"Warrior scholar" always looking for next step forward

  • Published
  • By Airman 1st Class Duncan McElroy
  • 81st Training Wing Public Affairs
Maj. Billy Pope Jr. comes from humble beginnings. A product of Helendale, California, his tiny town of 2,500 residents didn't even have a library - he had to rely on a traveling library in a van to get his book fix.

"We had a joke growing up," Pope said. "We always said it was 15 miles to Victorville, 14 miles to Barstow, and two feet from Hell."

Despite whatever possible teenage angst his younger self endured in his hometown, he realizes now that the small-town upbringing is a major part of who he is today.

"Growing up in a small town is a different way of life, and I hold that dear - that's why I keep a picture up on the wall," he said, pointing to a framed photo of a beautiful but desolate looking desert vista on the wall next to his office door. "That really formed the basis of who I am."

For Pope, 81st Communications Squadron commander, his quest for knowledge started young. After the traveling library of his childhood days was no longer an option, he started looking for ways to go to college. A friend who had been in Junior ROTC, suggested he check out the ROTC scholarship program to make his way through college.

"I went to the University of Redlands, California, on a ROTC scholarship for computer science," he explained. "My intention was to join the Air Force and see the world. I wasn't planning on staying in - just do the four years to pay back my education, then bounce out."

While that may be a common plan for many Air Force recruits, Pope and his wife Amanda, who were high school sweethearts, would have to wait a bit before traveling.

"My first assignment was at Edwards Air Force Base, California," he said with a shake of his head. "We were right back in the middle of the Mojave Desert. We went back to the same hometown where I lived, and I spent my first two years in the Air Force with my wife right back where we came from."

Then the Popes finally got their wish - world travel. His second duty assignment, Ramstein Air Base, Germany, allowed them to visit 20 countries in three years.

Now, almost 14 years later, it's pretty clear Pope found something he liked. A cyber operations specialist by trade, his career field allowed him many opportunities for unusual assignments to keep him hooked.

"Somewhere along the way I fell in love with the Air Force," he said. "It's kind of a cliché to say, but each assignment is special in some way, and each one builds on the last one and becomes my new favorite."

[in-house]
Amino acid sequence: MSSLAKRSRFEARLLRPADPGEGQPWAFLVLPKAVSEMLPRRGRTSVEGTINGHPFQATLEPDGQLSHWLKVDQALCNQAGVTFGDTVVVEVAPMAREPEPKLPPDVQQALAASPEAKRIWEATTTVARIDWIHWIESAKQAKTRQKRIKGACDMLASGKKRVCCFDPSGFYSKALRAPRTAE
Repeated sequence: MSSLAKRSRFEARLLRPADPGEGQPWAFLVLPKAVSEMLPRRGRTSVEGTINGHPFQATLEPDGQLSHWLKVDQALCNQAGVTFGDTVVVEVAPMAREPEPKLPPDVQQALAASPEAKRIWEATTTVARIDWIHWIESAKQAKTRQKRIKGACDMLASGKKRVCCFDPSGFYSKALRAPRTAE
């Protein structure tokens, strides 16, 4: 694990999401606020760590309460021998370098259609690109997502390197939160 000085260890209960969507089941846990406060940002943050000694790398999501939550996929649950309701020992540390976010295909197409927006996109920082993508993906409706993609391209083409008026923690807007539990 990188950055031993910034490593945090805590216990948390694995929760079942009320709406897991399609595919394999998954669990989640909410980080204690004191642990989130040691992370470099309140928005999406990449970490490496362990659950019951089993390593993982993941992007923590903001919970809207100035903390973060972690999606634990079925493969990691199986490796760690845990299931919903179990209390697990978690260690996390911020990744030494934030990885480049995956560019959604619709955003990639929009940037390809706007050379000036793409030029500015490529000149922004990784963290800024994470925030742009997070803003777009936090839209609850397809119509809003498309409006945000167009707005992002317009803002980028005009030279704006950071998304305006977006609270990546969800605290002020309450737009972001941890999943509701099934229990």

One particularly interesting assignment that helped keep him on the hook was his time stationed in Tampa, Florida, at U.S. Central Command, where he ran the commander's communication team for Army Gen. David Petraeus and Marine Corps Gens. John Allen and James Mattis.

"I used to travel with them - I'd see Gen. Mattis every day," he said. "Everything you read about him is exactly how he is. He walks up to you, looks you right in the eyes and says, "Good morning young man," every single day. He's like a storybook character."

Interactions with the legendary "Mad Dog Mattis" aside, the culture of camaraderie, connectedness and improvement has been a major factor in Pope opting not to leave the Air Force.

"I always tell our Airmen there's probably a handful of reasons why people come into the Air Force, but it's that culture and family that keeps people in," he explained. "I try to imagine what it would be like on the outside without that camaraderie and connectedness to a bigger mission, and I don't think I could do it . . . I just have too much fun here."

Throughout his career, Pope has had many opportunities to learn and grow. Few have been as enlightening as the year he spent at Harvard University, though.

As part of intermediate training, the Air Force sends officers to different schools to obtain a master's degree. Most candidates go to some sort of military college. When Pope saw that Harvard was an option, he decided to go for it.

"First of all, when I got there, I felt completely out of place," he said. "I was admitted to what they call the mid-career master's in public administration program. It was made up of mostly non-military people. It was an amazing group of people.